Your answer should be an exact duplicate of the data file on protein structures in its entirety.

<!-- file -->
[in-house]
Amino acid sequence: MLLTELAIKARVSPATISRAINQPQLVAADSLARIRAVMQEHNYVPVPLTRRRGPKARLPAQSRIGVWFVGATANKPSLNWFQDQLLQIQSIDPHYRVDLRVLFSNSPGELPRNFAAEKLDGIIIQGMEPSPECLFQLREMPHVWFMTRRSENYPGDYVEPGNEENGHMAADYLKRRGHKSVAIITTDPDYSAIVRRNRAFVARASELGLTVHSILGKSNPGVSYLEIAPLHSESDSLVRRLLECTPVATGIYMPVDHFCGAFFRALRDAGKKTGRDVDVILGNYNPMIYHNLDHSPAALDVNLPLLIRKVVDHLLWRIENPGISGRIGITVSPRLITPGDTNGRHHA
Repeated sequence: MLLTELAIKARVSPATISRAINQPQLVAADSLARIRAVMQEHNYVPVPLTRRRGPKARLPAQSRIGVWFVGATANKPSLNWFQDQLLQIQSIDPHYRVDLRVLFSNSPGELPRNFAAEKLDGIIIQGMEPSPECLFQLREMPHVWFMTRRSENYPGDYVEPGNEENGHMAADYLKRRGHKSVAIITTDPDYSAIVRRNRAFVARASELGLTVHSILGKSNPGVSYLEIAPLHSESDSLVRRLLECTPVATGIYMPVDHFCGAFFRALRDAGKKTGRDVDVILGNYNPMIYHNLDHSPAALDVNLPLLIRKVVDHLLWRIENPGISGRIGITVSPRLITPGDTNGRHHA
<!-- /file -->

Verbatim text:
[in-house]
Amino acid sequence: MLLTELAIKARVSPATISRAINQPQLVAADSLARIRAVMQEHNYVPVPLTRRRGPKARLPAQSRIGVWFVGATANKPSLNWFQDQLLQIQSIDPHYRVDLRVLFSNSPGELPRNFAAEKLDGIIIQGMEPSPECLFQLREMPHVWFMTRRSENYPGDYVEPGNEENGHMAADYLKRRGHKSVAIITTDPDYSAIVRRNRAFVARASELGLTVHSILGKSNPGVSYLEIAPLHSESDSLVRRLLECTPVATGIYMPVDHFCGAFFRALRDAGKKTGRDVDVILGNYNPMIYHNLDHSPAALDVNLPLLIRKVVDHLLWRIENPGISGRIGITVSPRLITPGDTNGRHHA
Repeated sequence: MLLTELAIKARVSPATISRAINQPQLVAADSLARIRAVMQEHNYVPVPLTRRRGPKARLPAQSRIGVWFVGATANKPSLNWFQDQLLQIQSIDPHYRVDLRVLFSNSPGELPRNFAAEKLDGIIIQGMEPSPECLFQLREMPHVWFMTRRSENYPGDYVEPGNEENGHMAADYLKRRGHKSVAIITTDPDYSAIVRRNRAFVARASELGLTVHSILGKSNPGVSYLEIAPLHSESDSLVRRLLECTPVATGIYMPVDHFCGAFFRALRDAGKKTGRDVDVILGNYNPMIYHNLDHSPAALDVNLPLLIRKVVDHLLWRIENPGISGRIGITVSPRLITPGDTNGRHHA